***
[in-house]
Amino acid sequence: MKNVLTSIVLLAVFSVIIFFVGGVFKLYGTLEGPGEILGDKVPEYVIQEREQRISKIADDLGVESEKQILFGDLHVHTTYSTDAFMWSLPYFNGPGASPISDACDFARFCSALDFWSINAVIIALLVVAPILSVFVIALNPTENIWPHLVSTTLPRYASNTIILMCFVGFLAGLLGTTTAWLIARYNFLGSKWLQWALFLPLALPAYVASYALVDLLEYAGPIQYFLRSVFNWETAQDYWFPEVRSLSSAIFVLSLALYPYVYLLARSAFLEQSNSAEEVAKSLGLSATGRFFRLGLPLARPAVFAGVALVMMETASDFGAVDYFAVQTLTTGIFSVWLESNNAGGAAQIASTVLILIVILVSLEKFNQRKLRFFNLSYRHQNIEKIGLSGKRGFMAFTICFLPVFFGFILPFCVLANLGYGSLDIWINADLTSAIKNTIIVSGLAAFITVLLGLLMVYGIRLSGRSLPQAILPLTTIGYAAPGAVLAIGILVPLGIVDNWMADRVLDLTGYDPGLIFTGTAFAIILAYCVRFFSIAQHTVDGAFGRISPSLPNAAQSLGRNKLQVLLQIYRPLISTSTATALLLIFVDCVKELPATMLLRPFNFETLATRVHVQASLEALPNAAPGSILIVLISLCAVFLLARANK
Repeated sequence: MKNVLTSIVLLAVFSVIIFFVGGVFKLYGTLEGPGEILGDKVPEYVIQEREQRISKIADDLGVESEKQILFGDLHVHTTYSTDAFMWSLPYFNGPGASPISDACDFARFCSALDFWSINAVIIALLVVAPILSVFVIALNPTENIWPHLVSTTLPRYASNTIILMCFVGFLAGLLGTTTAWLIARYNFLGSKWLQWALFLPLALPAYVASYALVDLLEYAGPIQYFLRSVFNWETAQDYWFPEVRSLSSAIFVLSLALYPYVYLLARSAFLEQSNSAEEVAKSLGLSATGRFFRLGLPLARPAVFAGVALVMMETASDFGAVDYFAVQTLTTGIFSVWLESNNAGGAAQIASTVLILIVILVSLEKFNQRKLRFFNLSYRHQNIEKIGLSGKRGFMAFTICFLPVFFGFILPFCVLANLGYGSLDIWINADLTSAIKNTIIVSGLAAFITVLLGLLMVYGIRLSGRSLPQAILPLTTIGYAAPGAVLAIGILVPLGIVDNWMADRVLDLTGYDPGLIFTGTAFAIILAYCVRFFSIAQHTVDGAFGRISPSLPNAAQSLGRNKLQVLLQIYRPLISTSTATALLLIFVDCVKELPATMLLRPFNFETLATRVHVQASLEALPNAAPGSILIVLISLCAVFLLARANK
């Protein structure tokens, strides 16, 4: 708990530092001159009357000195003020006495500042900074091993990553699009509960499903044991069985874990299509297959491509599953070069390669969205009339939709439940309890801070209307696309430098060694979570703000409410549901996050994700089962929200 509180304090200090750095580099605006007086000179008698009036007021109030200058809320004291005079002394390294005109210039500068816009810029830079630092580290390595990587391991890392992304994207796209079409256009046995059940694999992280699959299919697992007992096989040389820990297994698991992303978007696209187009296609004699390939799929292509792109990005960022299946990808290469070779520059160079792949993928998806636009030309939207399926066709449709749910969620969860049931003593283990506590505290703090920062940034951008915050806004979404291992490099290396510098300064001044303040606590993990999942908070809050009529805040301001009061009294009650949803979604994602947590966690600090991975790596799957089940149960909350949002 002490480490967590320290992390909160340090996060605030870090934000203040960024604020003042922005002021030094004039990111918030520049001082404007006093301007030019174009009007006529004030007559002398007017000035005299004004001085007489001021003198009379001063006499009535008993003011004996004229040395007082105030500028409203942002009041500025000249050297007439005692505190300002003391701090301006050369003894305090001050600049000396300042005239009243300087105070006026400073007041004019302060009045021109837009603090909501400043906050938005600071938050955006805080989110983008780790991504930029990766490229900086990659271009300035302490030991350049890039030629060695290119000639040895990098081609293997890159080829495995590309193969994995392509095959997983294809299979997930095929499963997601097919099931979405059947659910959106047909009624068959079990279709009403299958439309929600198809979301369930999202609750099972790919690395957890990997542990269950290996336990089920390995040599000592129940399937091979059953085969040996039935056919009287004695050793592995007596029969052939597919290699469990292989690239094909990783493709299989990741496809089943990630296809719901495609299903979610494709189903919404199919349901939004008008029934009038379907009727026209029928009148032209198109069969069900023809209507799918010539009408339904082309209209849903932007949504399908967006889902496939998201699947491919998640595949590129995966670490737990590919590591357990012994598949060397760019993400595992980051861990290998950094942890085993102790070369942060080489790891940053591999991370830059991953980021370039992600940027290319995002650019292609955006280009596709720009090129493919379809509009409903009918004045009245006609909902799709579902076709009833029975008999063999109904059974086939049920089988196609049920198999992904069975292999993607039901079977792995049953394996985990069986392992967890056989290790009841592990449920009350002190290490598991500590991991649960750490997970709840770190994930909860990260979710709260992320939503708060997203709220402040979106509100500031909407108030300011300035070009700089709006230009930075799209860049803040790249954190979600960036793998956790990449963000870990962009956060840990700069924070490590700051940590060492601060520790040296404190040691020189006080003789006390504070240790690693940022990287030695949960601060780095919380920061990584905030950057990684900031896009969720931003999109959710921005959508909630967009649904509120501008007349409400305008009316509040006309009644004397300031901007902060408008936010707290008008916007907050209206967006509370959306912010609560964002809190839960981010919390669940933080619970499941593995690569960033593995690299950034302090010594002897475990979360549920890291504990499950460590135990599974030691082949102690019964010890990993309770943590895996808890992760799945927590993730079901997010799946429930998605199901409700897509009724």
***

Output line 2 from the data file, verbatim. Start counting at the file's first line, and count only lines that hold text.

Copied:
Amino acid sequence: MKNVLTSIVLLAVFSVIIFFVGGVFKLYGTLEGPGEILGDKVPEYVIQEREQRISKIADDLGVESEKQILFGDLHVHTTYSTDAFMWSLPYFNGPGASPISDACDFARFCSALDFWSINAVIIALLVVAPILSVFVIALNPTENIWPHLVSTTLPRYASNTIILMCFVGFLAGLLGTTTAWLIARYNFLGSKWLQWALFLPLALPAYVASYALVDLLEYAGPIQYFLRSVFNWETAQDYWFPEVRSLSSAIFVLSLALYPYVYLLARSAFLEQSNSAEEVAKSLGLSATGRFFRLGLPLARPAVFAGVALVMMETASDFGAVDYFAVQTLTTGIFSVWLESNNAGGAAQIASTVLILIVILVSLEKFNQRKLRFFNLSYRHQNIEKIGLSGKRGFMAFTICFLPVFFGFILPFCVLANLGYGSLDIWINADLTSAIKNTIIVSGLAAFITVLLGLLMVYGIRLSGRSLPQAILPLTTIGYAAPGAVLAIGILVPLGIVDNWMADRVLDLTGYDPGLIFTGTAFAIILAYCVRFFSIAQHTVDGAFGRISPSLPNAAQSLGRNKLQVLLQIYRPLISTSTATALLLIFVDCVKELPATMLLRPFNFETLATRVHVQASLEALPNAAPGSILIVLISLCAVFLLARANK